Thursday, March 29, 2018

Women's History Month 2018: Jeannette Rankin

Jeannette Rankin was the first American congresswoman. She was elected to the U.S. House of Representatives in 1916, four years before women were granted the right to vote by the 19th Amendment.

Jeannette was born near Missoula, Montana in 1880. She was the oldest of six children and spent much of her young life helping to care for her siblings. She graduated high school in 1898 and went on to earn a bachelor of science from the University of Montana in 1902. She took a job working as a social worker in San Francisco then traveled to New York to attend the New York School of Philanthropy. After this, she attended the University of Washington where she became involved in the women's suffrage movement.

In 1911, Jeannette became the first one to speak before the Montana legistlature. She championed women's suffrage and called for a change. By 1914, Montana had granted women the right to vote. In 1916 she ran for one of Montana's two open seats in the House of Representatives. She rallied support across the state and won the seat making her the first woman in Congress.

During her first term in Congress, Jeannette had the privilege to vote for the women's suffrage amendment. Because of changes in districts, Jeannette's second term in Congress wouldn't come until 1940. Jeannette was a pacifist and maintained this belief when she voted against a declaration of war on Japan. She said, "As a woman, I can't go to war, and I refuse to send anyone else." She abstained from similar votes for declarations of war that came after this. Her pacifist attitudes during World War II were hugely unpopular and effectively ended her political career. She said she did not regret her choices and maintained that war was not the solution to the world's problems.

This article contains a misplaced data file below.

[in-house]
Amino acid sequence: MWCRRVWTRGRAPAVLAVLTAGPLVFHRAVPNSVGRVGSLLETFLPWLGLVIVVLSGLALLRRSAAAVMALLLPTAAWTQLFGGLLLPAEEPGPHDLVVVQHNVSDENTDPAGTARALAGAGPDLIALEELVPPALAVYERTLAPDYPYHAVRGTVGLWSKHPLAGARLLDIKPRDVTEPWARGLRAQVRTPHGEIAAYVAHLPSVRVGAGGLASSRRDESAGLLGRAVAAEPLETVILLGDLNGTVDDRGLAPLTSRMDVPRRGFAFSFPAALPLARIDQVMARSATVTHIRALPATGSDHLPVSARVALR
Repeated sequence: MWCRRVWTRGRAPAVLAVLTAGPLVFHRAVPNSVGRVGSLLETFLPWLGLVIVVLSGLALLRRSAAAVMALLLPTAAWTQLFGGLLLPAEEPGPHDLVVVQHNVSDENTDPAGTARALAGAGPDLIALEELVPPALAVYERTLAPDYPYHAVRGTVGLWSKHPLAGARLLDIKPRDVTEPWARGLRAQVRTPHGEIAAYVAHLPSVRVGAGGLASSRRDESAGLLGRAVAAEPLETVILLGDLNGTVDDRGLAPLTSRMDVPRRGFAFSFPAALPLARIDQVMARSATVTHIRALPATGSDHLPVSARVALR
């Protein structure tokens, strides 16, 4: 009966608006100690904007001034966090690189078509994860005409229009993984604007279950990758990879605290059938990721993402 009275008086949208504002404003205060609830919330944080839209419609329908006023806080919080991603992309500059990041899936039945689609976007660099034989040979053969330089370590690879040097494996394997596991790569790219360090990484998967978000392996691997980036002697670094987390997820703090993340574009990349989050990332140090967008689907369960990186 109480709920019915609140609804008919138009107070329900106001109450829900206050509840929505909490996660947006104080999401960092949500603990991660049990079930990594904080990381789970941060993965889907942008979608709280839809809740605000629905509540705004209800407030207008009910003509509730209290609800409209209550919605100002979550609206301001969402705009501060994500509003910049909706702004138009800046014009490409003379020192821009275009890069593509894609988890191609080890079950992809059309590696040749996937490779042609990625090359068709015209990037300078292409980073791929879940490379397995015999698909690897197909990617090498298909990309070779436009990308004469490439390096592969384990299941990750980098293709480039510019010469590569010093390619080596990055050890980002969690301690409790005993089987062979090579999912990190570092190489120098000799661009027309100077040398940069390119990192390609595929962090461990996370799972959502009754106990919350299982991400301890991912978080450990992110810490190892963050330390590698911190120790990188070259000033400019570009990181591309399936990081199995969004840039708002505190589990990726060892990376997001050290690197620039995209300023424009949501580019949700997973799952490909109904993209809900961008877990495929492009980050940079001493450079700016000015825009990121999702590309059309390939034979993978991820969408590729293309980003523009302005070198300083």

Jeannette never married or had children. When she died in 1973, she left her entire estate for the aid of "mature, unemployed women workers." Today, the Jeannette Rankin Women's Scholarship Fund provides educational scholarships to low-income women 35 and older. To date, the fund has awarded more than $1.8 million in scholarships to over 700 women.

She is remembered best for her pacifism, but said, "If I am remembered for no other act, I want to be remembered as the only woman who ever voted to give women the right to vote."

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